Wednesday, August 08, 2007


Well, I suppose I should mention something about Barry Bonds breaking one of the most hallowed records in baseball, Hank Aaron’s career-homerun record. Bonds hit career homerun 756 off of Washington Nationals pitcher Mike Bacsik Tuseday night on a one-out, fifth-inning, full-count fastball.

I’ll say this: I don’t like Barry Bonds the person. I think he’s an ass, even if only ten percent of the crazy stories about him are true. Now, I think everybody’s an ass sometimes, but he doesn’t seem to respect anybody but himself. I know he’s changed his tune recently and has been more congenial, but he still seems like an ass. For that, I am disappointed that Bonds the person broke one of the greatest sports records of all-time.

As for Barry Bonds, baseball player, I think he’s a tremendous athlete whose career longevity is questioned by unconfirmed steroid use. Let’s face it: steroids do not help you hit the ball, and Bonds can hit. He’s got a good eye, an incredible swing, and phenomenal bat speed. Steroids may have helped him hit the ball harder, but their main effect would be to allow Bonds to hit with slightly more power more consistently over a season and to allow him to recover from the wear-and-tear of playing and travel.

Consistency is the mark of a great athlete – the ability to perform great feats over and over and over again. After all, anybody can do something great once. It’s how many times an athlete can do something that puts them on another level. As for recovery, look at Bonds over the past two years. I know he’s getting older, but after the Balco case broke a couple years ago, he spent all of 2006 out with a knee injury and has been rested more times this year than I can remember. I believe that medical science is improving and that athletes take better care of their bodies now than they did when Hank Aaron was playing. But for Bonds career to hit an upswing after age thirty-five is insane. Stay consistent? Yes, that’s possible. But to be so much better now? Questionable.

I also have to say that MLB Commissioner Bud Selig is an idiot for how he’s handled the Bonds situation this year. He was present when Bonds hit number 755 last Saturday night, but was not present at Tuesday night’s game. Selig said earlier this season that he didn’t know if he would celebrate 756, and stood stoically with his hands in his pockets when Bonds tied Aaron’s mark. Bud Selig is a fool. If you believe so strongly that Bonds has cheated, do something about it. But because Bonds has neither been proven guilty or indicted by Major League Baseball or any other legal entity, he still innocent. An ass, but innocent. If you are the commissioner of the sport, do not act like a spoiled child who is not getting his way. Be a man and a leader and either find a way to prove Bonds guilty of substance abuse, or applaud one of the greatest feats of the last twenty years.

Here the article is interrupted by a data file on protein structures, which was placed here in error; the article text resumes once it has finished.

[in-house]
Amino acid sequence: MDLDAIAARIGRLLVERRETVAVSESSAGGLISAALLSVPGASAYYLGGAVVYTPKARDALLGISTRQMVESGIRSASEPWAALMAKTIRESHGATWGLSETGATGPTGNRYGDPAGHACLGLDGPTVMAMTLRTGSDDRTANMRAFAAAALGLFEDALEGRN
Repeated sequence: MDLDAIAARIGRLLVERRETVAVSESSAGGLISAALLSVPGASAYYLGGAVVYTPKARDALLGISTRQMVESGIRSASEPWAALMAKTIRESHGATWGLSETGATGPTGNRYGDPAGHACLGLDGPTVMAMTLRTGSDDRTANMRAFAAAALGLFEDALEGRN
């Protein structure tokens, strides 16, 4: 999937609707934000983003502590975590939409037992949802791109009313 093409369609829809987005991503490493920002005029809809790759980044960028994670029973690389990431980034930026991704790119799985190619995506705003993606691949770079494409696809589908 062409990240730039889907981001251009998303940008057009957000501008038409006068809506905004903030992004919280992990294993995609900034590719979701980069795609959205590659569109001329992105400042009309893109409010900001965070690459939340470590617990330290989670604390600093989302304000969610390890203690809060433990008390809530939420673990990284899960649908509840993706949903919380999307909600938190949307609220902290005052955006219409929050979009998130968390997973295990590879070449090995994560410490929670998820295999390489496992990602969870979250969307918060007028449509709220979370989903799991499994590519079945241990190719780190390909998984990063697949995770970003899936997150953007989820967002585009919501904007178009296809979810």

Do I think Bonds took steroids? Yup. Do I think they helped him hit? Nope. Do I think they helped him extend his career to hit 756 and counting homeruns? You betcha. Should he be celebrated? Yes – unless he’s proven guilty of steroid use. This is the U.S.A., after all. We’re about being innocent until proven guilty. We’re also about mom, apple pie, and baseball.

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Bonds 756 memorabilia is headlined by the ball, caught by 22-year-old Matt Murphy, of Queens, NY. He and his friend were on their way to Australia and had a one-day layover in San Francisco. They bought tickets right before the game, and now he owns a piece of baseball history worth an estimated $400,000 to $500,000. Just so you know, Mark McGwire’s 70th HR ball from 1998 went for $3.3 million; Barry’s 73rd HR ball from 2001 went for $450,000; the Bonds’ 715th HR ball went for $220,000 last August; and just recently, his 70th HR ball from 2001 went for only $14,000 (after being initially bought for $60,000). Bonds’ batting helmet, the strike-ball counter from the game, as well as a ball signed by the umpires of the game (?) were sent to the Baseball Hall of Fame.
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Oh, FYI, the Giants lost Tuesday night’s game 8-6, to the Nationals. They also lost when Bonds hit number 755 off of San Diego Padres pitcher Clay Hensley last Saturday.

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